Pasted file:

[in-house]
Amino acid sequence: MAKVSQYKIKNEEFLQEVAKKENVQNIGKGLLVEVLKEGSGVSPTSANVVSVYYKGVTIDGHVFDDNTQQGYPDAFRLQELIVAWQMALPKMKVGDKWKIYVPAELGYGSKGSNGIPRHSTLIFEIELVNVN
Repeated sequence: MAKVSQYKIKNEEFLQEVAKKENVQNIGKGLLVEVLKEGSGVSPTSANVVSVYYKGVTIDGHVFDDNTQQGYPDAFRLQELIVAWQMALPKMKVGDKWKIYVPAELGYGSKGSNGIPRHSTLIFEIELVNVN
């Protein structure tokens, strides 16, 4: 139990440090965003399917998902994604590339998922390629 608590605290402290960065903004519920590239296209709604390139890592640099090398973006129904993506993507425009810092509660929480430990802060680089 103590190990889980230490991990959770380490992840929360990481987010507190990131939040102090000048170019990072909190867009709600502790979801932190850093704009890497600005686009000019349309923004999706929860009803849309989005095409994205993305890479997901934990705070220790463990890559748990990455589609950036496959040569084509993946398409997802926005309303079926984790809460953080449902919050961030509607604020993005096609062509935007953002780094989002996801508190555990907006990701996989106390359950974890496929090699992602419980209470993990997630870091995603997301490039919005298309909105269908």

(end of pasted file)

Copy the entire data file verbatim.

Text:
[in-house]
Amino acid sequence: MAKVSQYKIKNEEFLQEVAKKENVQNIGKGLLVEVLKEGSGVSPTSANVVSVYYKGVTIDGHVFDDNTQQGYPDAFRLQELIVAWQMALPKMKVGDKWKIYVPAELGYGSKGSNGIPRHSTLIFEIELVNVN
Repeated sequence: MAKVSQYKIKNEEFLQEVAKKENVQNIGKGLLVEVLKEGSGVSPTSANVVSVYYKGVTIDGHVFDDNTQQGYPDAFRLQELIVAWQMALPKMKVGDKWKIYVPAELGYGSKGSNGIPRHSTLIFEIELVNVN
């Protein structure tokens, strides 16, 4: 139990440090965003399917998902994604590339998922390629 608590605290402290960065903004519920590239296209709604390139890592640099090398973006129904993506993507425009810092509660929480430990802060680089 103590190990889980230490991990959770380490992840929360990481987010507190990131939040102090000048170019990072909190867009709600502790979801932190850093704009890497600005686009000019349309923004999706929860009803849309989005095409994205993305890479997901934990705070220790463990890559748990990455589609950036496959040569084509993946398409997802926005309303079926984790809460953080449902919050961030509607604020993005096609062509935007953002780094989002996801508190555990907006990701996989106390359950974890496929090699992602419980209470993990997630870091995603997301490039919005298309909105269908």